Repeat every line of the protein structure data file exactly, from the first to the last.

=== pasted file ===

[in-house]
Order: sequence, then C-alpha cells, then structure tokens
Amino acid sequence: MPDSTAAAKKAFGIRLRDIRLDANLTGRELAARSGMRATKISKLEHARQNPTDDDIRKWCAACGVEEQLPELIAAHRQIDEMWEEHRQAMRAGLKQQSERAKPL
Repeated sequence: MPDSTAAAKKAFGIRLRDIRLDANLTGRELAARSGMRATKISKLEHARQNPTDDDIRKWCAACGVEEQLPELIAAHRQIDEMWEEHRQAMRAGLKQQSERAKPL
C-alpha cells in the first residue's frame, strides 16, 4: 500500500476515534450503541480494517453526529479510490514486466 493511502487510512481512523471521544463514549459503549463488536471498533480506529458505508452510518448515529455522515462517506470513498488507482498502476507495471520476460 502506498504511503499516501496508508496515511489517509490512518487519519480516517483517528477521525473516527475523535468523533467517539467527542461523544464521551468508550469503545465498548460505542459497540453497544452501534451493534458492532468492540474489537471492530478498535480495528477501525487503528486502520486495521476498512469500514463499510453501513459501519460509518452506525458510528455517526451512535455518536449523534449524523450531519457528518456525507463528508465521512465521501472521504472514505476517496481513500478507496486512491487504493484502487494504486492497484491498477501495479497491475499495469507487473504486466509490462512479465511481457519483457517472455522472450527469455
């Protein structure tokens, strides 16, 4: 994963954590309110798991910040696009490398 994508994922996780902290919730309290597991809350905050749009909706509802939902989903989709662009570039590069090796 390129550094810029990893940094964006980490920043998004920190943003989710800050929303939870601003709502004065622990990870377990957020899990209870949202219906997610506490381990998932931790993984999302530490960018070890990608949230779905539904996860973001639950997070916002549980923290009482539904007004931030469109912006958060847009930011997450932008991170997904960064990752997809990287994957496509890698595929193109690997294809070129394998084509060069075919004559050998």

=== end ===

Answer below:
[in-house]
Order: sequence, then C-alpha cells, then structure tokens
Amino acid sequence: MPDSTAAAKKAFGIRLRDIRLDANLTGRELAARSGMRATKISKLEHARQNPTDDDIRKWCAACGVEEQLPELIAAHRQIDEMWEEHRQAMRAGLKQQSERAKPL
Repeated sequence: MPDSTAAAKKAFGIRLRDIRLDANLTGRELAARSGMRATKISKLEHARQNPTDDDIRKWCAACGVEEQLPELIAAHRQIDEMWEEHRQAMRAGLKQQSERAKPL
C-alpha cells in the first residue's frame, strides 16, 4: 500500500476515534450503541480494517453526529479510490514486466 493511502487510512481512523471521544463514549459503549463488536471498533480506529458505508452510518448515529455522515462517506470513498488507482498502476507495471520476460 502506498504511503499516501496508508496515511489517509490512518487519519480516517483517528477521525473516527475523535468523533467517539467527542461523544464521551468508550469503545465498548460505542459497540453497544452501534451493534458492532468492540474489537471492530478498535480495528477501525487503528486502520486495521476498512469500514463499510453501513459501519460509518452506525458510528455517526451512535455518536449523534449524523450531519457528518456525507463528508465521512465521501472521504472514505476517496481513500478507496486512491487504493484502487494504486492497484491498477501495479497491475499495469507487473504486466509490462512479465511481457519483457517472455522472450527469455
């Protein structure tokens, strides 16, 4: 994963954590309110798991910040696009490398 994508994922996780902290919730309290597991809350905050749009909706509802939902989903989709662009570039590069090796 390129550094810029990893940094964006980490920043998004920190943003989710800050929303939870601003709502004065622990990870377990957020899990209870949202219906997610506490381990998932931790993984999302530490960018070890990608949230779905539904996860973001639950997070916002549980923290009482539904007004931030469109912006958060847009930011997450932008991170997904960064990752997809990287994957496509890698595929193109690997294809070129394998084509060069075919004559050998």